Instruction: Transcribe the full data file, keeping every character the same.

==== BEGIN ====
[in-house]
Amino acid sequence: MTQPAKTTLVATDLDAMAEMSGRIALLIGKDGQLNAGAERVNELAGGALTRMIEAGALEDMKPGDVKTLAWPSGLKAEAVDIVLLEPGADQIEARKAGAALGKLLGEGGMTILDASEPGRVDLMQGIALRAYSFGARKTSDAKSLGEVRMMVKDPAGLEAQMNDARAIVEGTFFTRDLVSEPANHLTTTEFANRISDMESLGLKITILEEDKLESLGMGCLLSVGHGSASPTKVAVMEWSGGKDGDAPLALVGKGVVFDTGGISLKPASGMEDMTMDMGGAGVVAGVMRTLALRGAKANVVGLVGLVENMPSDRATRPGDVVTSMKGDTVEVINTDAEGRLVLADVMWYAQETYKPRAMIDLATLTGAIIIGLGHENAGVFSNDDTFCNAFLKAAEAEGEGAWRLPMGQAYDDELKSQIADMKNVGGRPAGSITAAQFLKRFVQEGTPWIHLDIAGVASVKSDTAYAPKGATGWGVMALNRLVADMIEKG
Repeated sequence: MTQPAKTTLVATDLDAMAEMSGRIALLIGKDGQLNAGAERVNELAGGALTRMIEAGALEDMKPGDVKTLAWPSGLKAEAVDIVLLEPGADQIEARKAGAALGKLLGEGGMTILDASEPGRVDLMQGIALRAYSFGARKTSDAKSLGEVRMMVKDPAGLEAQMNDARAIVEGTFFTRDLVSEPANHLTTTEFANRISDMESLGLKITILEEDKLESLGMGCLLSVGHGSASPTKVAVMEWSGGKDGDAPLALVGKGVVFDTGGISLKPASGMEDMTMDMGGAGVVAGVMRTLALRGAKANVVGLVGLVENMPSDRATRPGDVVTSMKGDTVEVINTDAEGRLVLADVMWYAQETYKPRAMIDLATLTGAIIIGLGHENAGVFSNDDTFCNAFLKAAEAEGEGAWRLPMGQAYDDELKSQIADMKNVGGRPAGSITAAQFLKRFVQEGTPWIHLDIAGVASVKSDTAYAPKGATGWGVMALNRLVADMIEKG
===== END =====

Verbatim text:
[in-house]
Amino acid sequence: MTQPAKTTLVATDLDAMAEMSGRIALLIGKDGQLNAGAERVNELAGGALTRMIEAGALEDMKPGDVKTLAWPSGLKAEAVDIVLLEPGADQIEARKAGAALGKLLGEGGMTILDASEPGRVDLMQGIALRAYSFGARKTSDAKSLGEVRMMVKDPAGLEAQMNDARAIVEGTFFTRDLVSEPANHLTTTEFANRISDMESLGLKITILEEDKLESLGMGCLLSVGHGSASPTKVAVMEWSGGKDGDAPLALVGKGVVFDTGGISLKPASGMEDMTMDMGGAGVVAGVMRTLALRGAKANVVGLVGLVENMPSDRATRPGDVVTSMKGDTVEVINTDAEGRLVLADVMWYAQETYKPRAMIDLATLTGAIIIGLGHENAGVFSNDDTFCNAFLKAAEAEGEGAWRLPMGQAYDDELKSQIADMKNVGGRPAGSITAAQFLKRFVQEGTPWIHLDIAGVASVKSDTAYAPKGATGWGVMALNRLVADMIEKG
Repeated sequence: MTQPAKTTLVATDLDAMAEMSGRIALLIGKDGQLNAGAERVNELAGGALTRMIEAGALEDMKPGDVKTLAWPSGLKAEAVDIVLLEPGADQIEARKAGAALGKLLGEGGMTILDASEPGRVDLMQGIALRAYSFGARKTSDAKSLGEVRMMVKDPAGLEAQMNDARAIVEGTFFTRDLVSEPANHLTTTEFANRISDMESLGLKITILEEDKLESLGMGCLLSVGHGSASPTKVAVMEWSGGKDGDAPLALVGKGVVFDTGGISLKPASGMEDMTMDMGGAGVVAGVMRTLALRGAKANVVGLVGLVENMPSDRATRPGDVVTSMKGDTVEVINTDAEGRLVLADVMWYAQETYKPRAMIDLATLTGAIIIGLGHENAGVFSNDDTFCNAFLKAAEAEGEGAWRLPMGQAYDDELKSQIADMKNVGGRPAGSITAAQFLKRFVQEGTPWIHLDIAGVASVKSDTAYAPKGATGWGVMALNRLVADMIEKG